According to the definition of Ramachandran et al. (Proc. R. Soc. Lond. 1997,264, 645-647) mirror agnosia indicates the condition by which patients confuse the mirror image of an object with the real object and try to grasp it on verbal commands. The patients seem to believe that the mirrored image is real and the true object is inside the mirror or behind the mirror. This behavior occurs after right parietal lesions and is not due to spatial neglect. The clinical assessment of this condition consists of presenting a large mirror (generally on the right side of the patient) and certifying that the patient is able to recognize it as a mirror. Then the patient is required to recognize the object reflected in the mirror (with the real object standing on the left side of the patients) and to grasp it. The patients should be able to recognize and to name the object. Patients with mirror agnosia try repeatedly (at least for 20-30 seconds for each object presentation, and several times for repeated sessions) to grasp the objects inside the mirror with their right hand.
Probably, after repeated corrections and cues by the examiner, the patient could finally learn that the image in the mirror is not a real object but the initial insistence to grasp the mirrored image of the object has to be evident.
This behavior cannot be explained by unilateral spatial neglect (although not completely or directly), autotopgnosia, Balint’s syndrome, anosognosia, alloesthesia, prosopagnosia, visual apperceptive agnosia. This behavior should be differentiated from prosopagnosia (a form of visual agnosia often exhibited by patients with Alzheimer’s disease who lost abilities to recognize visually facial identities). However, mirror agnosia (according to the Ramchandran’s definition) is observed also, probably more frequently, in patients with advanced dementia.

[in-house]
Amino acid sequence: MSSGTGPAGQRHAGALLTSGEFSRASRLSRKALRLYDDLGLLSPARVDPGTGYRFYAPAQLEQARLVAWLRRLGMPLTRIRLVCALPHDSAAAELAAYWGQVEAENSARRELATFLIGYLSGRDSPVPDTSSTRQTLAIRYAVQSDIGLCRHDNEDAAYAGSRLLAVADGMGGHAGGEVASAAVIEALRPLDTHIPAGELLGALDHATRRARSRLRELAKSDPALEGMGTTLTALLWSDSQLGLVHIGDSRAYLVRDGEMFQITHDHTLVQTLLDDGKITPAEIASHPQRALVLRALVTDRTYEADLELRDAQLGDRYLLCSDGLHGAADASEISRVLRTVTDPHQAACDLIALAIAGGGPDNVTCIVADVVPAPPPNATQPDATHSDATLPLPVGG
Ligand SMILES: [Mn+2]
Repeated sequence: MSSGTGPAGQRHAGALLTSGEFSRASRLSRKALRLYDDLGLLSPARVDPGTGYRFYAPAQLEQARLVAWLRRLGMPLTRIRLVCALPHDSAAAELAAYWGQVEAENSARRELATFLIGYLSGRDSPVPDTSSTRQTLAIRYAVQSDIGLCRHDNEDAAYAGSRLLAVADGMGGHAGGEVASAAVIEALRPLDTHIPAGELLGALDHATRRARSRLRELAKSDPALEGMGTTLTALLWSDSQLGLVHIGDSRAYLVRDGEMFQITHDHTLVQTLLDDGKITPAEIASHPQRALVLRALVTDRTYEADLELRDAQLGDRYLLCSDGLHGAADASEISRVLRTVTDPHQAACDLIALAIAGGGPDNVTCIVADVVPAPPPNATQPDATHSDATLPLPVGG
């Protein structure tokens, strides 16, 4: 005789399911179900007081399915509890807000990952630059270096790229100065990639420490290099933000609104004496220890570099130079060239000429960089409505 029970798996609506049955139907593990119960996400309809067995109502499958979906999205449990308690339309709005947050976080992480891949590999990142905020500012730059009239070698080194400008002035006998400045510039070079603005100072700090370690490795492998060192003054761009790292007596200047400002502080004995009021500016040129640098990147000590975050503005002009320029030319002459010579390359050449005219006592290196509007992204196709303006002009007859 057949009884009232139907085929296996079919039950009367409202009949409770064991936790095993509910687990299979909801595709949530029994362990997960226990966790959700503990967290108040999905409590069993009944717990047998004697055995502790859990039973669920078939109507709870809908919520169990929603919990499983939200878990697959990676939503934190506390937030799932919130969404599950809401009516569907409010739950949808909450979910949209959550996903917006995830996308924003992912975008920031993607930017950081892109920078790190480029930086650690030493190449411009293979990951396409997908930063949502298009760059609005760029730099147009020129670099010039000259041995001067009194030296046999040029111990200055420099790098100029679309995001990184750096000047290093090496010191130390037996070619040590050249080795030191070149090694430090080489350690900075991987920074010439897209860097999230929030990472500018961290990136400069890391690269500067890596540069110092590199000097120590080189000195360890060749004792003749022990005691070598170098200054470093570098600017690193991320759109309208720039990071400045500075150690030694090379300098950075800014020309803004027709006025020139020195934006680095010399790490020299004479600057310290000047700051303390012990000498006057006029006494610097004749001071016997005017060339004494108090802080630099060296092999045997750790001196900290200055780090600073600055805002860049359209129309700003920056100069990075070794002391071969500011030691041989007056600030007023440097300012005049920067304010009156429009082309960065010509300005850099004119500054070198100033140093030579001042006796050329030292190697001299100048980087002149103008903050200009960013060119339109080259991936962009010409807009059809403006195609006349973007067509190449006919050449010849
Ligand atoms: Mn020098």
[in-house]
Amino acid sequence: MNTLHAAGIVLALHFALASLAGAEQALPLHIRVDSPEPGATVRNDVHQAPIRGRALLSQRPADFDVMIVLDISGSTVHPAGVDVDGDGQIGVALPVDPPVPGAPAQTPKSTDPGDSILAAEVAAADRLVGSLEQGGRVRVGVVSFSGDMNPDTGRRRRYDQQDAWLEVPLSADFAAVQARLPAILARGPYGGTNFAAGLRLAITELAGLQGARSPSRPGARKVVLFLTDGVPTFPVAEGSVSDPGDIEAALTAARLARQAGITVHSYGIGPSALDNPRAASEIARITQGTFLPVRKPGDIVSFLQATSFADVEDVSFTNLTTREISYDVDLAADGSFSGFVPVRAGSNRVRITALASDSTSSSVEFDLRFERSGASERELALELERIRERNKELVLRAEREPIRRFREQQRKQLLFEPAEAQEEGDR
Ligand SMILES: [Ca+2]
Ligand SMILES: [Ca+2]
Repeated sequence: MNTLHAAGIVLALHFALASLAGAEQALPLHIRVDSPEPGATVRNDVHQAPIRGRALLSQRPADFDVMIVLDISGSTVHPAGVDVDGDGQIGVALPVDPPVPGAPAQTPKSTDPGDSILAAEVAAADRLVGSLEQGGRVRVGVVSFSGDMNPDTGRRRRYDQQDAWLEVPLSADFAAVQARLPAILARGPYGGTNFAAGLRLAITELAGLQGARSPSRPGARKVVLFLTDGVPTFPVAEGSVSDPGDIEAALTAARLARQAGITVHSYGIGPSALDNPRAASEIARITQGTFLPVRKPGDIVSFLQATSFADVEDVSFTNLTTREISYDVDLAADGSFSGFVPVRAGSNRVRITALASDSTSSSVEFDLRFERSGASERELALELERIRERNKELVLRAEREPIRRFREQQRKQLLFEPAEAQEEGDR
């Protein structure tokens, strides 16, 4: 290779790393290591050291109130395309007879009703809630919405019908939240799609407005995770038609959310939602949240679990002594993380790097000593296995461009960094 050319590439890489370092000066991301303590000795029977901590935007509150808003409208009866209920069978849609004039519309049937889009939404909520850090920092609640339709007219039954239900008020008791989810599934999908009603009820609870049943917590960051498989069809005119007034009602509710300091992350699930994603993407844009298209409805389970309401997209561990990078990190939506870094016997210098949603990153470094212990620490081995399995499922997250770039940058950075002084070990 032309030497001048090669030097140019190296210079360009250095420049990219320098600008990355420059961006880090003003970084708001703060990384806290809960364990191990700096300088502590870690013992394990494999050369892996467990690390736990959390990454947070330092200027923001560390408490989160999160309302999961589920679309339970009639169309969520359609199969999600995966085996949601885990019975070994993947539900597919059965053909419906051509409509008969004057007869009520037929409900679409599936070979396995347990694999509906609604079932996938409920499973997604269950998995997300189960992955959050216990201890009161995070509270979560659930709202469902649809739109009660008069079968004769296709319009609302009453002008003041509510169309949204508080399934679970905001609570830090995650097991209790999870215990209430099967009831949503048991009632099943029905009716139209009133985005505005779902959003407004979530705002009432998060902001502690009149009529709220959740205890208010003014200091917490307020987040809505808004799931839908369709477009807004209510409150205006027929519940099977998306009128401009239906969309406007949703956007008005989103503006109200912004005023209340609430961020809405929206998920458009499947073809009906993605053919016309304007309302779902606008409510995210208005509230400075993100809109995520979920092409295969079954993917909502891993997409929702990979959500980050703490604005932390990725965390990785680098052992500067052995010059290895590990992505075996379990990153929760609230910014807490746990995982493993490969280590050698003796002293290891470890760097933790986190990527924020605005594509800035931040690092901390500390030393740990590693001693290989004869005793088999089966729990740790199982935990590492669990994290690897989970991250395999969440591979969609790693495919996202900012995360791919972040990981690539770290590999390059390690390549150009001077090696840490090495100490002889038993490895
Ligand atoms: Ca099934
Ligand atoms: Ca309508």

I suppose that mirror agnosia probably represents a default in semantic representations of objects, when these representations should be integrated with their spatial coordinates. The symptoms could be related to defective image processing and integration between the right parietal region (on the ‘where’ visual dorsal stream) and the right semanting-spatial brain ventral occipito-temporal regions (the ‘what’ visual stream). However this behavior should also implies for its manifestation a defective capacity of reality or checking which is another functional domain within the executive (and not spatial) functions of the brain.
A defective reality checking intervenes also in other and different ‘mirror’ syndrome such as the mirrored –self misidentification (the delusional belief the one’s reflection in the mirror is a stranger). Mirrored-self-identification can occur in schizophrenia (unreal identity checking, or delirium of the doubles) and can be also induced by hypnosis.
There are also other varieties of mirror or mirrored behaviors which have been described in neurological patients (see the paper of Ghika et al. Rev med Suisse 2013;9(406):2095-9)
Everyone in the morning, looking at the mirror, sometime, (especially if there some lack of sleep ) I am sure, can ask himself for few seconds the question : is that one myself?. I know several ‘normal’ persons who look at themselves in the mirror all the daylong!
It would be useful for the neurologist to have a large mirror on the desk or in the medical bag together with other medical instruments.
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